When humans first began building structures, they used only the natural materials available to them. The earliest builders constructed their dwellings, bridges, and dams from stone, mud, and wood. Over time, new materials were found or created. Concrete and brick provided good substitutes for stone, given that they could be made on site and molded into the desired shape. Iron and, later, steel provided builders with a versatile material that was resistant to both compression and tension.
Despite obvious innovations, however, materials technology has not evolved to the point where one material fits all building applications. Even steel, with its impressive strength and versatility, has limited usefulness in some structures, and stone and wood are still some of the most important building materials used today.
In the decision to use one material over another, engineers consider many factors. Among these, strength, weight, and cost are some of the most important considerations. Dams, for example, certainly rely on good design features to hold back the trillions of gallons of water some reservoirs contain, but more importantly, they rely on immense weight. This requires materials -- like concrete -- that are dense and, because of the large volume needed, relatively cheap. Except as support inside reinforced concrete, steel is generally too expensive to be used as dam material.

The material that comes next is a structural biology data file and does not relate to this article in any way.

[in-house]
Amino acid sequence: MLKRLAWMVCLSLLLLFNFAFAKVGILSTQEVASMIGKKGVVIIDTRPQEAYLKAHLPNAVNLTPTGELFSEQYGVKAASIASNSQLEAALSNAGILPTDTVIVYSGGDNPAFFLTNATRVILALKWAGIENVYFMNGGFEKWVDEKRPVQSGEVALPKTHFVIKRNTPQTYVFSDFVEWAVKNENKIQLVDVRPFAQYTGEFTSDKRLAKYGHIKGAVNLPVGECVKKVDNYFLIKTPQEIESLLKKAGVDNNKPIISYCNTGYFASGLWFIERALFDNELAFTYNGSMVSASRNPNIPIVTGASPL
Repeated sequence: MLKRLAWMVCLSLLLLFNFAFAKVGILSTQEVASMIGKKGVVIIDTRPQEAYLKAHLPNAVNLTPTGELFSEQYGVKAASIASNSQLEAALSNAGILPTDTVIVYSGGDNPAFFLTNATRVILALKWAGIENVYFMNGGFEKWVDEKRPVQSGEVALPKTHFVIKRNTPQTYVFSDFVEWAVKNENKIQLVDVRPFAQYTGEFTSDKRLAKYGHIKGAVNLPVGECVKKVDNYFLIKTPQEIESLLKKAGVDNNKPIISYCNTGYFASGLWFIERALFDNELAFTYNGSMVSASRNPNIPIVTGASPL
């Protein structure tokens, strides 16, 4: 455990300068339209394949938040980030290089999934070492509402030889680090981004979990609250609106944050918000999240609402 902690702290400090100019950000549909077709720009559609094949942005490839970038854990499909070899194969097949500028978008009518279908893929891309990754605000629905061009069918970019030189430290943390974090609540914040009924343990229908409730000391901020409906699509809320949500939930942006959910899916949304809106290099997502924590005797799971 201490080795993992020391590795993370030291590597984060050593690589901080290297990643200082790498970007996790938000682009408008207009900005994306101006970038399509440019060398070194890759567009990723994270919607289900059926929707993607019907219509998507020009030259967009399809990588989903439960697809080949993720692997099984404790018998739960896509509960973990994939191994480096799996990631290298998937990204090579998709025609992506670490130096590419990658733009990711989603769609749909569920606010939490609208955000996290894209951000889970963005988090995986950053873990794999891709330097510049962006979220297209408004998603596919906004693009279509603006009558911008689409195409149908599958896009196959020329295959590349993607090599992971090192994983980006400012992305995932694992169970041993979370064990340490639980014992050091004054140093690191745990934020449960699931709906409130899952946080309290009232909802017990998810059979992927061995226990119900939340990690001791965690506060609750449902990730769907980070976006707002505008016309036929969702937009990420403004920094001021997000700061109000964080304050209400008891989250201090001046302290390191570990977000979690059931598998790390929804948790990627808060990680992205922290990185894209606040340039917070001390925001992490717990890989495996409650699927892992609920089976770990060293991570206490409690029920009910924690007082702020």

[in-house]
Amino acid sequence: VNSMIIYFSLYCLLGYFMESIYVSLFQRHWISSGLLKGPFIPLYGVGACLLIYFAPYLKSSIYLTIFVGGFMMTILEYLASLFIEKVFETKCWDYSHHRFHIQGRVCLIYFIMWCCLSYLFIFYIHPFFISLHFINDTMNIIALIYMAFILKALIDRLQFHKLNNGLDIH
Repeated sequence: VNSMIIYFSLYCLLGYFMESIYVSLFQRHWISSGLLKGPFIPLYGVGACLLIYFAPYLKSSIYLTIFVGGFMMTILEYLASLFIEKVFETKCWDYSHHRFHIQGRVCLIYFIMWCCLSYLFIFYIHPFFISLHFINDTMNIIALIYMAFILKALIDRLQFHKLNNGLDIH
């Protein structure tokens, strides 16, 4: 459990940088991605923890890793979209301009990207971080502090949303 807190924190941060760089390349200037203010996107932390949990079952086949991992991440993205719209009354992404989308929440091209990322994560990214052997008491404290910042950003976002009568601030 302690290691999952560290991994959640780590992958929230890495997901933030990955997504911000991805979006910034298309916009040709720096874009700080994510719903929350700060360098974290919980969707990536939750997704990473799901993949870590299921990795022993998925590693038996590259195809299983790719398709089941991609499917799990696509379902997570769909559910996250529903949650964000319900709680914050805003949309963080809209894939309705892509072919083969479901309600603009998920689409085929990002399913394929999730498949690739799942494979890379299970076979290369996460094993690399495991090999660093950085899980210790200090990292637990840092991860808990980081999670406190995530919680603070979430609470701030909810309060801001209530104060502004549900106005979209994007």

Other structures or parts of structures call for different types of materials. Aluminum alloys, for example, are resistant to corrosion, very light, and as strong or stronger than steel. Because of their high cost, however, these substances are typically used only in applications for which steel is less suitable, such as the outer covering, or skin, of skyscrapers.
Which material seems to break most easily in tension? In compression? Make a survey of all the materials around you in the room. Can you find signs of wear and tear? Which parts look as though they are about to come apart, break, or fail in some way? Go on a "materials" scavenger hunt where you live. Can you find structures made out of the eight materials described in the materials lab? Why do you think each material was a good choice for that structure? What materials are used to build houses and apartment buildings where you live? Why do you think these materials were chosen? If you traveled to another location, do you think the buildings people live in would be made of different materials? Why or why not? Which materials would you choose to make 1) a bridge, 2) an office skyscraper, and 3) a dam wall? Give reasons for your choices.